Derian House 25th anniversary: Families remember loved ones through annual Forget Me Not service

One of Derian House's top priorities is to ensure families can return to pay tribute to their loved one.

Tuesday, 15th May 2018, 12:37 pm
Updated Tuesday, 15th May 2018, 4:25 pm
Elizabeth Grant visits Melanie's pebble at Derian House

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The most common, and personal way, is through the a chapel, which reflects the entire ethos of the hospice. The ever increasing photographs of children line the walls and families can write in the Memory Books which contains poems, photographs and personal mementos. Families also pin up birthday, anniversary cards and balloons to remember significant moments. Funerals may also be conducted within the chapel. For many, the chapel is a poignant reminder that Derian House is the last point of contact with their child.

Derian House also hosts a Forget Me Not service every year, where families are invited personally to attend a small service in celebration of their child or sibling’s life.

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Little Miss LEP Melanie Grant

Elizabeth Grant, or Ribbleton, regularly returns to the Chorley hospice to remember her sister Melanie through the Forget Me Not service and the chapel which is always open.

The 22-year-old has been a fund-raising ambassador for a few years through her previous role of Miss Preston and Miss England.

Her sister, Melanie was cared for at the hospice when she was diagnosed with a brain tumour. She died in 2001, aged 12.

Elizabeth Grant says: “Derian House sends out an invitation for the Forget Me Not service which has a personalised message and note saying it is here to celebrate and remember the lives of the people we have lost.

A message for Melanie Grant at Derian House's Forget Me Not tree

“It has a theme every year, for example little love hearts or butterflies, and we can write personal messages. When we turn up, we can put the messages on the tree.

“The day is not sad. The service is very heartwarming and touching. A candle is lit and passed around halfway through the ceremony. A lot of time must be spent picking out songs and poems as they are always so lovely and mean so much to us.

“It is a time to reflect. It is a healthy environment where we can all celebrate the lives of our loved ones and remember them.

“Even though we don’t speak about our experiences, we know what everyone going through. Whether someone has lost their child seven months ago or 15 years ago, we are all the same. We know we are not alone.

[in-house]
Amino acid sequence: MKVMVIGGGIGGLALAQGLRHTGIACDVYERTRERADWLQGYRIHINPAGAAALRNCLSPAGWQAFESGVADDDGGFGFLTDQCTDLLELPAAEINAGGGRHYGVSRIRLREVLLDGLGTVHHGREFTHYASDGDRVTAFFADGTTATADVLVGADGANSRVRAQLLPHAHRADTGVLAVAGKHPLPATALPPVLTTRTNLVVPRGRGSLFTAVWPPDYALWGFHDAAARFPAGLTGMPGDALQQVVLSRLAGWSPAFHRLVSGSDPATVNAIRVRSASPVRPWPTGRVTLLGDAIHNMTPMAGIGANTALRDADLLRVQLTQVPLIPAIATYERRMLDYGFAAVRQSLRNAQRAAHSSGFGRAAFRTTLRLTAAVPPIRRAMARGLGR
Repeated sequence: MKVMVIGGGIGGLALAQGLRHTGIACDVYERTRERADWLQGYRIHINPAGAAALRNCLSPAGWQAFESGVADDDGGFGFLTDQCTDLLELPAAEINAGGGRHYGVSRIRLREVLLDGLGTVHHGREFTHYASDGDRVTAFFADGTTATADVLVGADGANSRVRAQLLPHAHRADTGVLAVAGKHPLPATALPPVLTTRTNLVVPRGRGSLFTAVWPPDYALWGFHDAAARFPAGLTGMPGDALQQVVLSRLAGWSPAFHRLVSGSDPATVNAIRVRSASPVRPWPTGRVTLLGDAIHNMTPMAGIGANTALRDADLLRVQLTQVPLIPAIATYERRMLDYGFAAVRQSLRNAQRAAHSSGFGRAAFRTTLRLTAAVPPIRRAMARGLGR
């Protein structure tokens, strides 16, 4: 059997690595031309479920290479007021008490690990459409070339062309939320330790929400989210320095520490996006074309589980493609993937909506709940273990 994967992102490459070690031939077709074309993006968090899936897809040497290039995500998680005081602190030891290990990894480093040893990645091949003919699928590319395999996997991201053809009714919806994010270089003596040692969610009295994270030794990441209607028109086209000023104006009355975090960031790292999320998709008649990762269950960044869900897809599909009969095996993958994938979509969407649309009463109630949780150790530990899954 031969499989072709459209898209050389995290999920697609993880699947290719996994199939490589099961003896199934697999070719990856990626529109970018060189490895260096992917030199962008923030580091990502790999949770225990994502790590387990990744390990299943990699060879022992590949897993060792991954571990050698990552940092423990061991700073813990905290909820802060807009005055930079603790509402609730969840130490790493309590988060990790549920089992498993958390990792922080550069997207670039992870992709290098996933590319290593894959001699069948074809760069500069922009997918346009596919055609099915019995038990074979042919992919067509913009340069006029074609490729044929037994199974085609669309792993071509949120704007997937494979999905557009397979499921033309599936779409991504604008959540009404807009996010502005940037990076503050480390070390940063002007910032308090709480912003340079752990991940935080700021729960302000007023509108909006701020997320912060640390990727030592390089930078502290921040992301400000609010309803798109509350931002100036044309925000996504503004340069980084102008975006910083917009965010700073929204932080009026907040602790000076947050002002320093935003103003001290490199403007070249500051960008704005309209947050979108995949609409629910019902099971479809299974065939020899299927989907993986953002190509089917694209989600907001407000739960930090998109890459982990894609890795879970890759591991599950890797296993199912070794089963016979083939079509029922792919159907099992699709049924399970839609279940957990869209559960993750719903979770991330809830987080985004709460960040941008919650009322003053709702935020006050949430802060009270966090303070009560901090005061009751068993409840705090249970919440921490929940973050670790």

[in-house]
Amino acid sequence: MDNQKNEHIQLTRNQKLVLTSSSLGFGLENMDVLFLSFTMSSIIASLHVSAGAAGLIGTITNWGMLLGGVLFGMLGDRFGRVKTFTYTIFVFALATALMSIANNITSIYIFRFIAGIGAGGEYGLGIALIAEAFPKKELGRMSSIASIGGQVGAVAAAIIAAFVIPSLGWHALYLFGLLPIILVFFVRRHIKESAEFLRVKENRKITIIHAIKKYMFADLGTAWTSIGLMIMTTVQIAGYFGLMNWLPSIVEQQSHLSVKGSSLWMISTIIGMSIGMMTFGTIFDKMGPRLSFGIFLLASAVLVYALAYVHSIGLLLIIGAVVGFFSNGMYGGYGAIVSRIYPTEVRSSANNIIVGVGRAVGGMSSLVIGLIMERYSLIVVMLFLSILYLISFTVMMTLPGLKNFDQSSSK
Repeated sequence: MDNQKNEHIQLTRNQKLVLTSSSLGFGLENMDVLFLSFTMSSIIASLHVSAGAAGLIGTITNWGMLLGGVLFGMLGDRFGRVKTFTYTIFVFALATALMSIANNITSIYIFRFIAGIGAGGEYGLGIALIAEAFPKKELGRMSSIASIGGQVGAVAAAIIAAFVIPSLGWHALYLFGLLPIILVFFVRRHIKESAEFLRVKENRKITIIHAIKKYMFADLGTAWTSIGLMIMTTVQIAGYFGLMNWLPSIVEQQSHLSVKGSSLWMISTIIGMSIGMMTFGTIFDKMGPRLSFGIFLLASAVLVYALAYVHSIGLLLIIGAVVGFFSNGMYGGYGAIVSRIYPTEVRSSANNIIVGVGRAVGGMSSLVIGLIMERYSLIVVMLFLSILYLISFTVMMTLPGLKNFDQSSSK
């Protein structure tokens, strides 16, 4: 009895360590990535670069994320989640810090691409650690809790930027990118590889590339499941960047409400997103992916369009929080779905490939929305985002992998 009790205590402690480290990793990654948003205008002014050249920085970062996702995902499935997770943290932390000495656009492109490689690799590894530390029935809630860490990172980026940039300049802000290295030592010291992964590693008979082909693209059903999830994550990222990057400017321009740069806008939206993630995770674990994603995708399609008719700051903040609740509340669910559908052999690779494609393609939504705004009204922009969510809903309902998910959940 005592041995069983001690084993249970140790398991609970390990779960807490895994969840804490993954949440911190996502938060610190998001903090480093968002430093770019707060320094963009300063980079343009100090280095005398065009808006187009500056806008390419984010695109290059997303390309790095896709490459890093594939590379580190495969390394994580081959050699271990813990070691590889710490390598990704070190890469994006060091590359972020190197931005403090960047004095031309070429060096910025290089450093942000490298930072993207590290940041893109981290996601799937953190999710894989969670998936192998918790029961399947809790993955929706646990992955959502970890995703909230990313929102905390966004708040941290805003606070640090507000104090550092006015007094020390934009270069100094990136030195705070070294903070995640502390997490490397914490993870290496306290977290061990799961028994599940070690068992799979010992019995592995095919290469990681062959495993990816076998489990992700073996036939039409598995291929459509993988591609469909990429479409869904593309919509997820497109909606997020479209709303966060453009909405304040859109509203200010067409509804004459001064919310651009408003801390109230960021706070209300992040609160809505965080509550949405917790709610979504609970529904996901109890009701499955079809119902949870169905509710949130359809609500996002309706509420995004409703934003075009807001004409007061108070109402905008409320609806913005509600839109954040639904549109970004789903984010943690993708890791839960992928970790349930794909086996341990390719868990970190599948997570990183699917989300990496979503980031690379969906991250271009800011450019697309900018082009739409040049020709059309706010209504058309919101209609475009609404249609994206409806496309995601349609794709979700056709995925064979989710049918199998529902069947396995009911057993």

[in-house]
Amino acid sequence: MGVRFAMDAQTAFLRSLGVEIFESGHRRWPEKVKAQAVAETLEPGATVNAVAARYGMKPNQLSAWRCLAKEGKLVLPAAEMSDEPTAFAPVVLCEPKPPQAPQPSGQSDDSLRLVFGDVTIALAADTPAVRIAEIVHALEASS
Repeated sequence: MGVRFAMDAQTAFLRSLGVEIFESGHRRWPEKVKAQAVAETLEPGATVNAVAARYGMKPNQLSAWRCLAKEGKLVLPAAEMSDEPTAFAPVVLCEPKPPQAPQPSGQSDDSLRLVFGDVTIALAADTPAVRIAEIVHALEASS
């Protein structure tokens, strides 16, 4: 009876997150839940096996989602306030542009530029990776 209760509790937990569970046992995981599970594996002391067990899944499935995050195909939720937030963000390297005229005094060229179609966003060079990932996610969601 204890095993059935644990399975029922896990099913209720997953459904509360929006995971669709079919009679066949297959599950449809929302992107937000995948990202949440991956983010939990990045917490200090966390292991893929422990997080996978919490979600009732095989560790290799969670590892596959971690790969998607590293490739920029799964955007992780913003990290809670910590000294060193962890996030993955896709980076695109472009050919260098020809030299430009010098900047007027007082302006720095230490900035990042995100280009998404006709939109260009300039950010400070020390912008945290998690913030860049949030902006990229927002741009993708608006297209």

Elizabeth Grant at the memory tree at Derian House

“As a family, we like to bring Melanie to everything we do, whether it be talking about her at the dinner table or going to her grave. So we go to the Forget Me Not service as it is nice to remember the last part of her life. It is nice to see the members of staff who cared for her. I was only six when Melanie passed away so it was a few years later did I realise what was going on.

“My mum, Catherine, and I go every year. My older brother, Christopher, 34, has only just started coming. My dad and brother prefer to celebrate Melanie in their own way. At first it was very overwhelming for mum but she found comfort from other people. We are happy when we go. We all feel the love being shared around the room. It is such a lovely service.”

As a fund-raising ambassador, Elizabeth visits Derian House on numerous occasions each year, making sure she stops by at the chapel.

She adds: “I always make sure I go to the chapel. As you turn to leave the chapel, Melanie’s photo is on the left. It is also nice to see the children who were there with Melanie. All these children have individual stories and it is important to remember them all.”

Derian House 25th anniversary logo

Elizabeth adds she finds comfort in visiting Derian House, where her sister spent her last days. She says: “All the members of staff are amazing - from the workers you see to those in the back office. They all have a strong role and make all families feel special.”